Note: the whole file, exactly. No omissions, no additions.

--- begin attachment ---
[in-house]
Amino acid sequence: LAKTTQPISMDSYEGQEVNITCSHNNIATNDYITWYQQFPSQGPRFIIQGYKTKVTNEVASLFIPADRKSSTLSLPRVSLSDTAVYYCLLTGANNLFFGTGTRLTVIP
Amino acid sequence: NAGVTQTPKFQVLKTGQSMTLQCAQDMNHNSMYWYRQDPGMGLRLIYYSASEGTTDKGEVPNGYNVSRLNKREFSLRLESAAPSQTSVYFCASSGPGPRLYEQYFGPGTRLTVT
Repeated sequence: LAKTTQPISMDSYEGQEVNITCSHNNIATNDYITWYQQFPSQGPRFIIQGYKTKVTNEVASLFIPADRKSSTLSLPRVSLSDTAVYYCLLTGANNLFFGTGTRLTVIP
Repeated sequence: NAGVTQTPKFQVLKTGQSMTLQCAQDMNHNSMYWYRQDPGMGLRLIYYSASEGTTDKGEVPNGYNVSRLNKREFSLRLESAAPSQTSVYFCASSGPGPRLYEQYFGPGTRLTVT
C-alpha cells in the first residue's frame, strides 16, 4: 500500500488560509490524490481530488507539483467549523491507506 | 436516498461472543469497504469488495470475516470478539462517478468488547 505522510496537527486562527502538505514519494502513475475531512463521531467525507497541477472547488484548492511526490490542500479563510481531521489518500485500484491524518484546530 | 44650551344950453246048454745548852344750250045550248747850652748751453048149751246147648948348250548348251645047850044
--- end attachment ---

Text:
[in-house]
Amino acid sequence: LAKTTQPISMDSYEGQEVNITCSHNNIATNDYITWYQQFPSQGPRFIIQGYKTKVTNEVASLFIPADRKSSTLSLPRVSLSDTAVYYCLLTGANNLFFGTGTRLTVIP
Amino acid sequence: NAGVTQTPKFQVLKTGQSMTLQCAQDMNHNSMYWYRQDPGMGLRLIYYSASEGTTDKGEVPNGYNVSRLNKREFSLRLESAAPSQTSVYFCASSGPGPRLYEQYFGPGTRLTVT
Repeated sequence: LAKTTQPISMDSYEGQEVNITCSHNNIATNDYITWYQQFPSQGPRFIIQGYKTKVTNEVASLFIPADRKSSTLSLPRVSLSDTAVYYCLLTGANNLFFGTGTRLTVIP
Repeated sequence: NAGVTQTPKFQVLKTGQSMTLQCAQDMNHNSMYWYRQDPGMGLRLIYYSASEGTTDKGEVPNGYNVSRLNKREFSLRLESAAPSQTSVYFCASSGPGPRLYEQYFGPGTRLTVT
C-alpha cells in the first residue's frame, strides 16, 4: 500500500488560509490524490481530488507539483467549523491507506 | 436516498461472543469497504469488495470475516470478539462517478468488547 505522510496537527486562527502538505514519494502513475475531512463521531467525507497541477472547488484548492511526490490542500479563510481531521489518500485500484491524518484546530 | 44650551344950453246048454745548852344750250045550248747850652748751453048149751246147648948348250548348251645047850044